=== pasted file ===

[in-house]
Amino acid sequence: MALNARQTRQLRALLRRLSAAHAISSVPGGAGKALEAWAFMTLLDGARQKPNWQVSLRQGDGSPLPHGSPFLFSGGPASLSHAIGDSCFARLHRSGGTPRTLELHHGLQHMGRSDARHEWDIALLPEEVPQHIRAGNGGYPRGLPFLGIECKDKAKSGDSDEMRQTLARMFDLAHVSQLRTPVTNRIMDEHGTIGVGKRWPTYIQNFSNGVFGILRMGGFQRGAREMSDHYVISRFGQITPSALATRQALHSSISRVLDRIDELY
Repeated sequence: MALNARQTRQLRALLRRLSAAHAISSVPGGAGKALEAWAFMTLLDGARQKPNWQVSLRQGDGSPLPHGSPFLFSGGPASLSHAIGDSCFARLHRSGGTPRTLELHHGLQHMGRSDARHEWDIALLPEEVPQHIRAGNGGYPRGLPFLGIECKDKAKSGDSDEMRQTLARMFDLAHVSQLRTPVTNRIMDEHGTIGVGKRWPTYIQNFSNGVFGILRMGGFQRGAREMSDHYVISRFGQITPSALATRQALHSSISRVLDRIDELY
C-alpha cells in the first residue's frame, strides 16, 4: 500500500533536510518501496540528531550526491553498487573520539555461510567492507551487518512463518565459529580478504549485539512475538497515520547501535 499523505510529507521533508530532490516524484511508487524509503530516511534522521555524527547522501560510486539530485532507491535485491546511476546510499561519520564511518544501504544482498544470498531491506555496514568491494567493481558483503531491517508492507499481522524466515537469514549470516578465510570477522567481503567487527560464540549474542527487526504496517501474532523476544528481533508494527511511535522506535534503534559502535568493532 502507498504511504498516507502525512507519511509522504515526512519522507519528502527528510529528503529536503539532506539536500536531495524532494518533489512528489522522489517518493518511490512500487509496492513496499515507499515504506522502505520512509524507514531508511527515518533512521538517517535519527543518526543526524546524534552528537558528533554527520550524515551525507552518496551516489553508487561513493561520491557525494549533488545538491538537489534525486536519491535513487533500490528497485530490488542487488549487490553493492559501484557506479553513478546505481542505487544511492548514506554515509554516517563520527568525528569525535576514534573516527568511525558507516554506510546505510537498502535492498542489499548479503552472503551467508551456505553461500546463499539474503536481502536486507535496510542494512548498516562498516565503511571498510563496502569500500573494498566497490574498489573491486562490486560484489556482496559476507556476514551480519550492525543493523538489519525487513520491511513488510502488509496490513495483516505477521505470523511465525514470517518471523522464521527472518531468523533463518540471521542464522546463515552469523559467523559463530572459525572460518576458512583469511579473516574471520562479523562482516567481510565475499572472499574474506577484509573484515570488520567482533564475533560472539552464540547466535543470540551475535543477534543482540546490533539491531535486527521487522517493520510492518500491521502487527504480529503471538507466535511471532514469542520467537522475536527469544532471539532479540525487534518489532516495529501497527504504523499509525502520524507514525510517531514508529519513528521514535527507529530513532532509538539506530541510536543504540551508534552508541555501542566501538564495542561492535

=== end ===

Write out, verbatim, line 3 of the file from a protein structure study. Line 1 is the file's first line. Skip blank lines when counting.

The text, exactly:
Repeated sequence: MALNARQTRQLRALLRRLSAAHAISSVPGGAGKALEAWAFMTLLDGARQKPNWQVSLRQGDGSPLPHGSPFLFSGGPASLSHAIGDSCFARLHRSGGTPRTLELHHGLQHMGRSDARHEWDIALLPEEVPQHIRAGNGGYPRGLPFLGIECKDKAKSGDSDEMRQTLARMFDLAHVSQLRTPVTNRIMDEHGTIGVGKRWPTYIQNFSNGVFGILRMGGFQRGAREMSDHYVISRFGQITPSALATRQALHSSISRVLDRIDELY